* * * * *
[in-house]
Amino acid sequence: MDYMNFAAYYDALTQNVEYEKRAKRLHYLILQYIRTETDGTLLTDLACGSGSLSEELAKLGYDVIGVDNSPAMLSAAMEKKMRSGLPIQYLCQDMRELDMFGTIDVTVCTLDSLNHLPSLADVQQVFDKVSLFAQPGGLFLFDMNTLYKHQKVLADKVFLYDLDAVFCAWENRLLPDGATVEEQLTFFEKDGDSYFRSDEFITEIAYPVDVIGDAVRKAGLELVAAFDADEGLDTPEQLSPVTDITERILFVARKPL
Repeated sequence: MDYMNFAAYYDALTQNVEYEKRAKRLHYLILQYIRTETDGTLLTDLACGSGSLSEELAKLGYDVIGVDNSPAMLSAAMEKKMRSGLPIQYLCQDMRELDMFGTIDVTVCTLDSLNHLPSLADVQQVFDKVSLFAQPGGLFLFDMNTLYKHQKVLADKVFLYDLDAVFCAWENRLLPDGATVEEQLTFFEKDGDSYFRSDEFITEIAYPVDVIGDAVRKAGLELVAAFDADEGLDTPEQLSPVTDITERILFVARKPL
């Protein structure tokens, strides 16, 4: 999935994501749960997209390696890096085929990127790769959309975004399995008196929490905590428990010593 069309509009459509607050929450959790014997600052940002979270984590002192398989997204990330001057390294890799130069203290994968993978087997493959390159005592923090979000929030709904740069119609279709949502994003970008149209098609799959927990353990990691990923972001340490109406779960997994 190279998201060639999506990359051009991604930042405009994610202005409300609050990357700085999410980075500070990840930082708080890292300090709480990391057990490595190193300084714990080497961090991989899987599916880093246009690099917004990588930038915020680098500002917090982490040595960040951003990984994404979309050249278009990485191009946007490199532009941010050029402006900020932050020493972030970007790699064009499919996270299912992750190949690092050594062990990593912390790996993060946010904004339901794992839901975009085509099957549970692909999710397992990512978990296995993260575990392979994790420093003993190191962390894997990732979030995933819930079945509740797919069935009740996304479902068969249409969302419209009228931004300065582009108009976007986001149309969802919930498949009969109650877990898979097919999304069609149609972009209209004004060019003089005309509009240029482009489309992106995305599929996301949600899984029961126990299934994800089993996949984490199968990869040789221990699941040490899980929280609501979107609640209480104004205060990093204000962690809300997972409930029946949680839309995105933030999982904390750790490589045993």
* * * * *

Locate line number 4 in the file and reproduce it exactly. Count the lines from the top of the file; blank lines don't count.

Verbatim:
């Protein structure tokens, strides 16, 4: 999935994501749960997209390696890096085929990127790769959309975004399995008196929490905590428990010593 069309509009459509607050929450959790014997600052940002979270984590002192398989997204990330001057390294890799130069203290994968993978087997493959390159005592923090979000929030709904740069119609279709949502994003970008149209098609799959927990353990990691990923972001340490109406779960997994 190279998201060639999506990359051009991604930042405009994610202005409300609050990357700085999410980075500070990840930082708080890292300090709480990391057990490595190193300084714990080497961090991989899987599916880093246009690099917004990588930038915020680098500002917090982490040595960040951003990984994404979309050249278009990485191009946007490199532009941010050029402006900020932050020493972030970007790699064009499919996270299912992750190949690092050594062990990593912390790996993060946010904004339901794992839901975009085509099957549970692909999710397992990512978990296995993260575990392979994790420093003993190191962390894997990732979030995933819930079945509740797919069935009740996304479902068969249409969302419209009228931004300065582009108009976007986001149309969802919930498949009969109650877990898979097919999304069609149609972009209209004004060019003089005309509009240029482009489309992106995305599929996301949600899984029961126990299934994800089993996949984490199968990869040789221990699941040490899980929280609501979107609640209480104004205060990093204000962690809300997972409930029946949680839309995105933030999982904390750790490589045993």